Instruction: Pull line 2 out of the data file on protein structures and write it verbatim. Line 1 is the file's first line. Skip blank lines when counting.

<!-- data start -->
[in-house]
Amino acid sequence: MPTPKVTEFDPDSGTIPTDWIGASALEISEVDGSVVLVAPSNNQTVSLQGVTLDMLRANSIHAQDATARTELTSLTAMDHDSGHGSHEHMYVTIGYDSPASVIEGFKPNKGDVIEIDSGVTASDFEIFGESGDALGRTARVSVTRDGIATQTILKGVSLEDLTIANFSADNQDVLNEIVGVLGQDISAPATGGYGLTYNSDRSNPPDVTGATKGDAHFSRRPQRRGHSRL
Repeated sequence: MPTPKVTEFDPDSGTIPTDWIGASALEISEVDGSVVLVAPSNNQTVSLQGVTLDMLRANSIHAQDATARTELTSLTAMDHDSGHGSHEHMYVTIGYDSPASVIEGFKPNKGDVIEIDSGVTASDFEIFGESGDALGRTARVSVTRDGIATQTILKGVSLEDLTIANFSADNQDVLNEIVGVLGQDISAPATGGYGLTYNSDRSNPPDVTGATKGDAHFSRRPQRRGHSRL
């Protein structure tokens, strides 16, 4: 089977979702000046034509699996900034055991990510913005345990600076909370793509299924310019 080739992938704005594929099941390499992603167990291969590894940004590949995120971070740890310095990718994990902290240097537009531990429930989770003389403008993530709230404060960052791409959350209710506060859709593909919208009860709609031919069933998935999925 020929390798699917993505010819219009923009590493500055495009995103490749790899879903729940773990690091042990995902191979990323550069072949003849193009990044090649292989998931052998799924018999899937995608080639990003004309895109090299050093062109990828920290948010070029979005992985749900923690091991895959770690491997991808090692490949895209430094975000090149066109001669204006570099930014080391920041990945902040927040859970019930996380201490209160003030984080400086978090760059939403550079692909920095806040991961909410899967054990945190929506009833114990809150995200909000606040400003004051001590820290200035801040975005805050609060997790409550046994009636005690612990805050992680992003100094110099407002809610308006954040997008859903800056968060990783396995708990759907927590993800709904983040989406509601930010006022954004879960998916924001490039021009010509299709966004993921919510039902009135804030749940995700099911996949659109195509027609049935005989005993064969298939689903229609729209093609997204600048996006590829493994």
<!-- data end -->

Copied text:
Amino acid sequence: MPTPKVTEFDPDSGTIPTDWIGASALEISEVDGSVVLVAPSNNQTVSLQGVTLDMLRANSIHAQDATARTELTSLTAMDHDSGHGSHEHMYVTIGYDSPASVIEGFKPNKGDVIEIDSGVTASDFEIFGESGDALGRTARVSVTRDGIATQTILKGVSLEDLTIANFSADNQDVLNEIVGVLGQDISAPATGGYGLTYNSDRSNPPDVTGATKGDAHFSRRPQRRGHSRL